Music of our Youth

The Fermata Series

“When I was growing up my parents used to take me to the Liverpool Philharmonic Hall, and I remember hearing a recital by Alfred Brendel there in the late 1970s. He played the Schubert G major Sonata … Brendel’s style was so different from the keyboard giants of the past, but it opened my eyes to Schubert and made me understand the greatness of that kind of serious playing…

Brendel made recordings of the last series of Schubert sonatas, including the G major Sonata released in 2001. Nothing moves me more than those particular Schubert sonatas. I’ve played the B flat Sonata often over the years, and its second movement is so affecting that I find it hard to move onto the third movement. It’s as though everything has been said, and we should all go home.”

Stephen Hough
International Piano, May/June 2010

It fascinates me that our memories of music discovered in our youth can so powerfully impact our ongoing appreciation of music in later life, whether as listeners or performers.

Like Stephen Hough, I can well remember several “light-bulb moments” where music freshly heard in my younger years left a reverberating impact that I can still feel acutely today. When I mentally list the names of the great composers, how often my “favourite” pieces by them are those I first discovered.

Here in the Eales household, we listen to a staggering variety of music, from classical to bluegrass, and from jazz to ambient electronic. But whenever a pop song from the 1970s or 80s comes on the radio, my wife will sing along, and can remember all the words – another reminder that the music of our youth will often be the lasting treasure that vastly overshadows our subsequent musical journey.

As parents, teachers and performers, let’s be especially diligent in choosing the music we introduce to the children in our lives, considering its quality and permanent value, and knowing that this music more than any other will inform and hopefully enrich their whole musical future.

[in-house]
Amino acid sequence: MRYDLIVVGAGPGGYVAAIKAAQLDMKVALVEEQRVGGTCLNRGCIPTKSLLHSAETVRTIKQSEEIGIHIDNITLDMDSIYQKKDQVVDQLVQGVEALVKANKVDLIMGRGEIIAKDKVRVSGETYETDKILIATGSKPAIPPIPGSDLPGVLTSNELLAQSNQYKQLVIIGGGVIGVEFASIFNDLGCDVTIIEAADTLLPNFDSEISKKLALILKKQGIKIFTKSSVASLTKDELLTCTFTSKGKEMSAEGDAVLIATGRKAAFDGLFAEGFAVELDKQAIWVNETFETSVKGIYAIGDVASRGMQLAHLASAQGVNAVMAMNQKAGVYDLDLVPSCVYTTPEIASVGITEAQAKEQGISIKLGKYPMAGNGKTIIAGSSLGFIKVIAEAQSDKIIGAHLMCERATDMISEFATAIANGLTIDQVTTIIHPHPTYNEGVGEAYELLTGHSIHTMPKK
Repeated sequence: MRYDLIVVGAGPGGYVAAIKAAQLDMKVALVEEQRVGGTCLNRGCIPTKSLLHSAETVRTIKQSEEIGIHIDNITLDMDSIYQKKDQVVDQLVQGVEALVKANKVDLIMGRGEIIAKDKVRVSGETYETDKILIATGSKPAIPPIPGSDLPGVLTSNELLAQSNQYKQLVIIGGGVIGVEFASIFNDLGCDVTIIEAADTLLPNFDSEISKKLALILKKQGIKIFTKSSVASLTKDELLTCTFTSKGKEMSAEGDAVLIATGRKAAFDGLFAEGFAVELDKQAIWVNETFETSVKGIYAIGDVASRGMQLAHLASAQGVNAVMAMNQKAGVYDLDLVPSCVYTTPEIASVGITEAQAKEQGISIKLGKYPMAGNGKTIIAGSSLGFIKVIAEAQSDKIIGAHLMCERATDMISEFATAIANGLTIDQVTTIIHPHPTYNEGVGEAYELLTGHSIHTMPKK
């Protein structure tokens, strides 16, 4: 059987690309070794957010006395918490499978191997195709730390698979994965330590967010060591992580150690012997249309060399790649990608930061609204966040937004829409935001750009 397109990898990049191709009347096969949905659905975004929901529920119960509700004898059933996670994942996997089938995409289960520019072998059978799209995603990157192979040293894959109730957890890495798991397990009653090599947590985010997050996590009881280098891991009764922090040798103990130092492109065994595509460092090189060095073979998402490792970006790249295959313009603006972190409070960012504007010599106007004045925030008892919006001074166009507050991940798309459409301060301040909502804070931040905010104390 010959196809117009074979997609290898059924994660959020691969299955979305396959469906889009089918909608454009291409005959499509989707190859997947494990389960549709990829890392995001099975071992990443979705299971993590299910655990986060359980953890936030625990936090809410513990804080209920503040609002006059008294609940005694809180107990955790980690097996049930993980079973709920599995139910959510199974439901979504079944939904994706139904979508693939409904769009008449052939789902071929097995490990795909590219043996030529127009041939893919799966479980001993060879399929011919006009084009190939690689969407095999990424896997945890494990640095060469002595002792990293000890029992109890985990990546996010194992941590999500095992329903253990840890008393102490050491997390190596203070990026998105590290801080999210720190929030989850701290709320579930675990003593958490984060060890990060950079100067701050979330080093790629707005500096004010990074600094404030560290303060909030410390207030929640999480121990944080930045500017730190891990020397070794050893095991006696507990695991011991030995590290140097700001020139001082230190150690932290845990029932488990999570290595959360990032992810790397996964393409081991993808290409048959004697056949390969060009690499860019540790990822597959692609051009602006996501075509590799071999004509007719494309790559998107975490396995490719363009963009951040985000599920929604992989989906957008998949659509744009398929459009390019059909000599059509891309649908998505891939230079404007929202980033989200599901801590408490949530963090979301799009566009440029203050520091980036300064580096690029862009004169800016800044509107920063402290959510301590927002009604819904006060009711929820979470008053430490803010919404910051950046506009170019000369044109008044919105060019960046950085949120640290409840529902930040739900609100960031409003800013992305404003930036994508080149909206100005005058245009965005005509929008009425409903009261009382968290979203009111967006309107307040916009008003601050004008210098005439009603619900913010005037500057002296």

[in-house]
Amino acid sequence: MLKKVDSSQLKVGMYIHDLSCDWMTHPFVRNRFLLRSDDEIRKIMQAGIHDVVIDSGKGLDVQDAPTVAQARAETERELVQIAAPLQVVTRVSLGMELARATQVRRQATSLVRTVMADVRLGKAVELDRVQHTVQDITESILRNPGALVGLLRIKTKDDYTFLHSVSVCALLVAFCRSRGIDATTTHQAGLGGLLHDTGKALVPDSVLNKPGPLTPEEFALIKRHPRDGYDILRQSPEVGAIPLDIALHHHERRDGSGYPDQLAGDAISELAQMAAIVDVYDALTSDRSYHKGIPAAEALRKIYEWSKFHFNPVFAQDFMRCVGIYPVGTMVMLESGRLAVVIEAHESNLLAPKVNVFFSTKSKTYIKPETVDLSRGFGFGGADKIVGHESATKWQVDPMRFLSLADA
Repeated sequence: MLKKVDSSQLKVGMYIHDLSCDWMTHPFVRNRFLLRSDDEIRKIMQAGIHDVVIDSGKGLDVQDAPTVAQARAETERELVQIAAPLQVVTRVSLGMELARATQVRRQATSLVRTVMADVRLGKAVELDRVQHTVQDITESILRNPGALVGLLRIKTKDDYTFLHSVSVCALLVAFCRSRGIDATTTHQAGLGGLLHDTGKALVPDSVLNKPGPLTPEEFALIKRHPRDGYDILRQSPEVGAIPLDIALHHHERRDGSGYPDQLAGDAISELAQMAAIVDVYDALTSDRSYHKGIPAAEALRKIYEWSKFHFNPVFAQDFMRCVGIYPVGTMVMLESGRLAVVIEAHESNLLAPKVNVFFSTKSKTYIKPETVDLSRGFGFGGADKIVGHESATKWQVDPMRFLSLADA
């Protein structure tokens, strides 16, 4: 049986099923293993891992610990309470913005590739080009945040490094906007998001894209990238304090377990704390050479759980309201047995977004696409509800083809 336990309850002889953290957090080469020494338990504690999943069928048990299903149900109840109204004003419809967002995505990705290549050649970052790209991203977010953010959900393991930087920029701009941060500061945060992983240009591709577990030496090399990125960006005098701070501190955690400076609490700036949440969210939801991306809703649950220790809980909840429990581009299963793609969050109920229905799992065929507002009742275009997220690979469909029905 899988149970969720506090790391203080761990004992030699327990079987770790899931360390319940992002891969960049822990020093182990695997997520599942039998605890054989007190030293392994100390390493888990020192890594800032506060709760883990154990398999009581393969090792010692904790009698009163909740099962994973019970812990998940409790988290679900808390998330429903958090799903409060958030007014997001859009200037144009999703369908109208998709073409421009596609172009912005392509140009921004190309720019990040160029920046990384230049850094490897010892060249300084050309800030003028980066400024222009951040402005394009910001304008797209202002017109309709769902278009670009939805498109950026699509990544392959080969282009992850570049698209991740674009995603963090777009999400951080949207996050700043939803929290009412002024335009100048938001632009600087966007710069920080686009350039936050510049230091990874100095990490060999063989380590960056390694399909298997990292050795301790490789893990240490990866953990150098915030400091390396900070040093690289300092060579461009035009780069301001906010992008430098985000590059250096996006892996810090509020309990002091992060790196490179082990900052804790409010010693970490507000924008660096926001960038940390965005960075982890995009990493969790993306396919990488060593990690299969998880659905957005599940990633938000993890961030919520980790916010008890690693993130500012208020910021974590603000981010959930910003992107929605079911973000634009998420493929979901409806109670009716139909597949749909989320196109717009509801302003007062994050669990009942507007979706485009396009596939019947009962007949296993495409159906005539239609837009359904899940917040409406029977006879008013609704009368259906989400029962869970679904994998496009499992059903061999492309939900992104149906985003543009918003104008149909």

Do you have special memories of music discovered when you were young? Feel free to share by leaving a comment below.

Fermata Series

Stephen Hough: No More Loo Breaks?

It may be distressing to think of all these good people having to hold on, but we need to read Stephen Hough’s comments about ‘ditching the interval’ in their context…

Stephen Hough is rightly fêted not only as one of our greatest classical concert artists, but as an erudite and thoughtful writer. So it is no surprise that his recent piece “No more loo breaks” (published in the Radio Times, 20-26 August 2016 edition, no full online version) has attracted a lot of attention in the media and provoked plenty of debate online.

The reporting and discussion of his article has focussed on just the headline point from what is in any case a fairly short comment piece. Reading his comments in their intended context clarifies the questions to be addressed, and Hough is to be applauded for setting a positive and stimulating debate in motion.

Continue reading Stephen Hough: No More Loo Breaks?